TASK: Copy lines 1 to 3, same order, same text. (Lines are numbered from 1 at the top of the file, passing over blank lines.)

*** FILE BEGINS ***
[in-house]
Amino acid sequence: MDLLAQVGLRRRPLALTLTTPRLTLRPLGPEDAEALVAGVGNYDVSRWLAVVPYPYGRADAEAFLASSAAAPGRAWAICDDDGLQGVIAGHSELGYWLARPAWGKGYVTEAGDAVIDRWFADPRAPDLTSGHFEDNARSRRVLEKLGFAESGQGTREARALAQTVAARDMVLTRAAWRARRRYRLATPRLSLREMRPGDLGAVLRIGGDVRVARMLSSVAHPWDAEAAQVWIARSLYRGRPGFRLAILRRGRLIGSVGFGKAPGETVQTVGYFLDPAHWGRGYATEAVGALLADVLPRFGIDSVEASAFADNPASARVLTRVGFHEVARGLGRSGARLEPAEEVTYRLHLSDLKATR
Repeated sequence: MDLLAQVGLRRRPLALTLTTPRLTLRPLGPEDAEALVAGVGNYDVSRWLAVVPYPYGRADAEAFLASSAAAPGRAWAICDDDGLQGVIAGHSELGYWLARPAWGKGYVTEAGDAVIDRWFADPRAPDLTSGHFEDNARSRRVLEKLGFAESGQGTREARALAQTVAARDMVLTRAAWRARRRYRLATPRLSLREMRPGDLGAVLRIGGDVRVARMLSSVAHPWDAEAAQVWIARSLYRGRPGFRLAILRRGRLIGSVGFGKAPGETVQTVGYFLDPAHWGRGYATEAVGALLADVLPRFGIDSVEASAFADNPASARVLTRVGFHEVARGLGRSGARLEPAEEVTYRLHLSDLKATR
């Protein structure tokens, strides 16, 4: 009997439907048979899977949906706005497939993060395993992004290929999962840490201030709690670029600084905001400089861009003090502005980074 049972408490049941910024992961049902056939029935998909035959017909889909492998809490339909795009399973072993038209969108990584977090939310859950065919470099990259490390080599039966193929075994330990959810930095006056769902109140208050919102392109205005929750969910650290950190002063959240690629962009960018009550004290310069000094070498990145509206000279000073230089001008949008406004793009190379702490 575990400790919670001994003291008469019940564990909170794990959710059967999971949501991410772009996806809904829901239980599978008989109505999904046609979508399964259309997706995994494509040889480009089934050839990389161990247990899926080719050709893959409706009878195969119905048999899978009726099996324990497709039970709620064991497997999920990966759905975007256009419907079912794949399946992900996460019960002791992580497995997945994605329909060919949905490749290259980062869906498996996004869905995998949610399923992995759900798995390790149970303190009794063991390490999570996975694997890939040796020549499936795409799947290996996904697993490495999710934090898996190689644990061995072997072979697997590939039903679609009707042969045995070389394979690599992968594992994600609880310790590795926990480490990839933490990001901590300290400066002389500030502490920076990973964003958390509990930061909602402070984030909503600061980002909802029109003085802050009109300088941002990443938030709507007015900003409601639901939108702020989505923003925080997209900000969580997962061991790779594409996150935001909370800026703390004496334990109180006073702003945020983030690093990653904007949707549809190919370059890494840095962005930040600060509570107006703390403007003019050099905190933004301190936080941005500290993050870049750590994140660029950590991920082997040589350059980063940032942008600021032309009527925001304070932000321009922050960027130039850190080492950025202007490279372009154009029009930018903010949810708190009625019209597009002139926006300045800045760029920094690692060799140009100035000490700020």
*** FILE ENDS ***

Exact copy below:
[in-house]
Amino acid sequence: MDLLAQVGLRRRPLALTLTTPRLTLRPLGPEDAEALVAGVGNYDVSRWLAVVPYPYGRADAEAFLASSAAAPGRAWAICDDDGLQGVIAGHSELGYWLARPAWGKGYVTEAGDAVIDRWFADPRAPDLTSGHFEDNARSRRVLEKLGFAESGQGTREARALAQTVAARDMVLTRAAWRARRRYRLATPRLSLREMRPGDLGAVLRIGGDVRVARMLSSVAHPWDAEAAQVWIARSLYRGRPGFRLAILRRGRLIGSVGFGKAPGETVQTVGYFLDPAHWGRGYATEAVGALLADVLPRFGIDSVEASAFADNPASARVLTRVGFHEVARGLGRSGARLEPAEEVTYRLHLSDLKATR
Repeated sequence: MDLLAQVGLRRRPLALTLTTPRLTLRPLGPEDAEALVAGVGNYDVSRWLAVVPYPYGRADAEAFLASSAAAPGRAWAICDDDGLQGVIAGHSELGYWLARPAWGKGYVTEAGDAVIDRWFADPRAPDLTSGHFEDNARSRRVLEKLGFAESGQGTREARALAQTVAARDMVLTRAAWRARRRYRLATPRLSLREMRPGDLGAVLRIGGDVRVARMLSSVAHPWDAEAAQVWIARSLYRGRPGFRLAILRRGRLIGSVGFGKAPGETVQTVGYFLDPAHWGRGYATEAVGALLADVLPRFGIDSVEASAFADNPASARVLTRVGFHEVARGLGRSGARLEPAEEVTYRLHLSDLKATR